FCC Seeks Comment on Barriers to Infrastructure Investment

The Federal Communications Commission (FCC) recently released a Notice of Proposed Rulemaking, Notice of Inquiry, and Request for Comment that would propose to remove regulatory barriers to wireline infrastructure investment, as well as a Notice of Proposed Rulemaking and Notice of Inquiry that commences an examination of the regulatory impediments to wireless network infrastructure investment and deployment.

ACCELERATING WIRELINE DEPLOYMENT

Accelerating Wireline Broadband Deployment by Removing Barriers to Infrastructure Investment (WC Docket No. 17-84),” will be used by the FCC to evaluate reforms that will help accelerate deployment of next-generation networks and services by removing barriers to infrastructure investment at the federal, state, and local level.

The Notice of Proposed Rulemaking would seek comment on the following:

  • Pole attachment reforms to make it easier for broadband providers to attach the wires necessary for next-generation networks, including:
    • Adopting a streamlined timeframe for gaining access to utility poles by using elements of municipal “one-touch, make-ready” rules
    • Reducing charges paid by attachers to utilities for work done to make a pole ready for new attachments
    • Ensuring that pole attachers are not charged multiple times for certain capital costs
    • Establishing a shot clock for Commission consideration of pole attachment complaints
    • Adopting a formula for computing the maximum pole attachment rate for incumbent local exchange carriers
    • Adopting rules that would allow for all local carriers (local exchange carriers, or LECs) to demand reciprocal access on other LEC-owned poles.
  • Expediting the process for LECs to retire copper networks and provide notice of network changes by:
    • Streamlining copper retirement and reducing associated regulatory burdens to facilitate more rapid transition to IP networks
    • Streamlining and/or eliminating provisions of network change notification rules that may no longer be necessary
    • Eliminating rules requiring carriers to spend money to maintain outdated equipment
    • Streamlining the approval process for discontinuance of legacy services.

The Notice of Inquiry seeks comment on using the FCC’s preemption authority to prospectively prohibit the enforcement of state and local laws that pose barriers to broadband deployment.

The Request for Comment seeks input on when carriers must obtain FCC permission to alter or discontinue a service.

Comments are due 30 days after publication in the Federal Register and reply comments are due 60 days after publication in the Federal Register.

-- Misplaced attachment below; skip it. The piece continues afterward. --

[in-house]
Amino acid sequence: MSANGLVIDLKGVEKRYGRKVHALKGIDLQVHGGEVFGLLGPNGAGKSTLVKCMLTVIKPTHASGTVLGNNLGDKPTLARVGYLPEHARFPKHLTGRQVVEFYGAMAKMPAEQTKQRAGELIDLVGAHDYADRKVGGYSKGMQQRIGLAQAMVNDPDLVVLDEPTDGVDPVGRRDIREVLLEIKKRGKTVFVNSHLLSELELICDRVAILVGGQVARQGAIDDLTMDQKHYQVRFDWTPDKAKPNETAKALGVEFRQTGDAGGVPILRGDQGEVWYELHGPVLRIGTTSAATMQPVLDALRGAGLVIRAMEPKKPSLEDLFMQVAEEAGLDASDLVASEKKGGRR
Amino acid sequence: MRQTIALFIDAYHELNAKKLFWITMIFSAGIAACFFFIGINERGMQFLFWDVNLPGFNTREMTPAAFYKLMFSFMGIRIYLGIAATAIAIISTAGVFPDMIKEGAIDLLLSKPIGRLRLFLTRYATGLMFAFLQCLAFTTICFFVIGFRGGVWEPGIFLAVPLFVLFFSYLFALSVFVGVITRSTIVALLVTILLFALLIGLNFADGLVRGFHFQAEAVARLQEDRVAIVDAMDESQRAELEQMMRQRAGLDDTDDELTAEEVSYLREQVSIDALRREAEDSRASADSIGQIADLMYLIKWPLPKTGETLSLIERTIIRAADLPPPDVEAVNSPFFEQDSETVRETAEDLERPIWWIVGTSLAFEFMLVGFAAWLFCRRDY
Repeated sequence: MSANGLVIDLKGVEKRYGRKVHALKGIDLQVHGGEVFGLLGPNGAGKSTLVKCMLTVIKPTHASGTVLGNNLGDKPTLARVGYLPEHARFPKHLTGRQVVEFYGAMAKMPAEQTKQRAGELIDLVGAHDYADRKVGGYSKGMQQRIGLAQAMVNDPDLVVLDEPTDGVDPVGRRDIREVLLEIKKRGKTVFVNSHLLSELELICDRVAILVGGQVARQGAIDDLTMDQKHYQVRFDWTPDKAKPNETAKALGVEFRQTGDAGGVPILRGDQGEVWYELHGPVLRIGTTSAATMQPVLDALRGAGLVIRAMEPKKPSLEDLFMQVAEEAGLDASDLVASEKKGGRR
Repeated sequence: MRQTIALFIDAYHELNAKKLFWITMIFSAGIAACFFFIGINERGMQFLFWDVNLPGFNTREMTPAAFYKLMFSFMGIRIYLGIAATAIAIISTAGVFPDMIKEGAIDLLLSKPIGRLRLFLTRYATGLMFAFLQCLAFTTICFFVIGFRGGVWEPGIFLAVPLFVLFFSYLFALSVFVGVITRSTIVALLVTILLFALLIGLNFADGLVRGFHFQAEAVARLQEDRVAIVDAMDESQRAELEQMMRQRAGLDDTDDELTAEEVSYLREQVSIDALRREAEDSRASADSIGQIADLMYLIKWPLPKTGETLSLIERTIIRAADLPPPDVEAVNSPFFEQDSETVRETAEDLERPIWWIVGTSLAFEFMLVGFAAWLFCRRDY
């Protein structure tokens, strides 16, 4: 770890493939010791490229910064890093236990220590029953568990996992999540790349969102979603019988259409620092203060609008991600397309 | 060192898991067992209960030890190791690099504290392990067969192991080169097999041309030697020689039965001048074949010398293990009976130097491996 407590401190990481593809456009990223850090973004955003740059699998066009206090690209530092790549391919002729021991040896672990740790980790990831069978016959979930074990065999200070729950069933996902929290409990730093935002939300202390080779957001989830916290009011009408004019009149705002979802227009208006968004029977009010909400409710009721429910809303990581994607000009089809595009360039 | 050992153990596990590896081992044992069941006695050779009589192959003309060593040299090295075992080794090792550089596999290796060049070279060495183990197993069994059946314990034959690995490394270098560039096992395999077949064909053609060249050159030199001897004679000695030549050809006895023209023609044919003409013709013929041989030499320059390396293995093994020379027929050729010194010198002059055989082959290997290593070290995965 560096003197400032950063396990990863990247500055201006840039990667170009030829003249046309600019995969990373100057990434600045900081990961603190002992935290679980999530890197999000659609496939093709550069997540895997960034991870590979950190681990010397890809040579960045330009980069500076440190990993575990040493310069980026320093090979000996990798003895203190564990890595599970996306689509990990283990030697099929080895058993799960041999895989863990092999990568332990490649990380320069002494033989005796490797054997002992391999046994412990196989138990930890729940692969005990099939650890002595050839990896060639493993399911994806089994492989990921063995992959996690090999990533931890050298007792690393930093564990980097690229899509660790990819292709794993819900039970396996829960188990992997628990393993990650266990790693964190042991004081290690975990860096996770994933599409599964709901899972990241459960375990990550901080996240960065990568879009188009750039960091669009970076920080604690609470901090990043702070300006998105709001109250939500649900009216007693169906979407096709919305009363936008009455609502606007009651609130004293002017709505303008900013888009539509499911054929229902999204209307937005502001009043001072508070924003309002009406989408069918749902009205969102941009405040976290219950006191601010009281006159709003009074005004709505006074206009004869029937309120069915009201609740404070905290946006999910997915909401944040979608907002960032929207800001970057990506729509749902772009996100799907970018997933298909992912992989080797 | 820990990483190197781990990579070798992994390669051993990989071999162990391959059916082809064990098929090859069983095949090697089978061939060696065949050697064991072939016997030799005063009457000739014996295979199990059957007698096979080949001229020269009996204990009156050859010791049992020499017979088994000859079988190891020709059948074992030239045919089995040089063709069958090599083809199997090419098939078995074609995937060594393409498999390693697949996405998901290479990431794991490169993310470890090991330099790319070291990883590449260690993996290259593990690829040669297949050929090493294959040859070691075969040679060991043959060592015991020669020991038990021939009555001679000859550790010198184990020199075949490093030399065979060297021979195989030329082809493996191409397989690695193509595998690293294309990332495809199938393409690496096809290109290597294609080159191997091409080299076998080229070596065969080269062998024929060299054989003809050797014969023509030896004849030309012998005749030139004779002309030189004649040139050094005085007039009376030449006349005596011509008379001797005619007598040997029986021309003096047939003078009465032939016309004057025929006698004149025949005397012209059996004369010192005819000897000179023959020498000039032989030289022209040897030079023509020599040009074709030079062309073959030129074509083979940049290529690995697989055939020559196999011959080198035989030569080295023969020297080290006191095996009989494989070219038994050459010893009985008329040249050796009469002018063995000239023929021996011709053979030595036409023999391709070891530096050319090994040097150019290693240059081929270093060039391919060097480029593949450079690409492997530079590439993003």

ACCELERATING WIRELESS DEPLOYMENT

Accelerating Wireless Broadband Deployment by Removing Barriers to Infrastructure Investment (WT Docket No. 17-79); Revising the Historic Preservation Review Process for Wireless Facility Deployments (WT 2 Docket No. 15-180) begins an examination of how state and local processes affect the speed and cost of infrastructure deployment, and asks for comment on improving state and local infrastructure reviews, such as zoning requests.  Among other things, the NPRM seeks comment on whether siting applications that are not acted on by state or local governments within a reasonable period of time should be “deemed granted” by Commission rules.

The NPRM also examines FCC rules and procedures for complying with the National Historic Preservation Act and National Environmental Policy Act.  The Commission seeks input on the costs and benefits inherent in the historic preservation and environmental review processes as currently structured and asks what changes could be made to minimize costs and delays.

In the Notice of Inquiry adopted today, the Commission asks for comment on two provisions of the Communications Act, Sections 253 and 332, that acknowledge the importance of state and local regulation, but also protect against regulations that impose barriers to entry or are otherwise unreasonable.

Current and next-generation wireless broadband have the potential to bring enormous benefits to the U.S., supporting millions of jobs and billions of dollars in investment.  In order to continue to meet demand and to achieve the potential of next-generation services, wireless providers will depend on having a regulatory framework that promotes and facilitates network infrastructure deployment.

Comments are due 30 days after publication in the Federal Register and reply comments are due 60 days after publication in the Federal Register.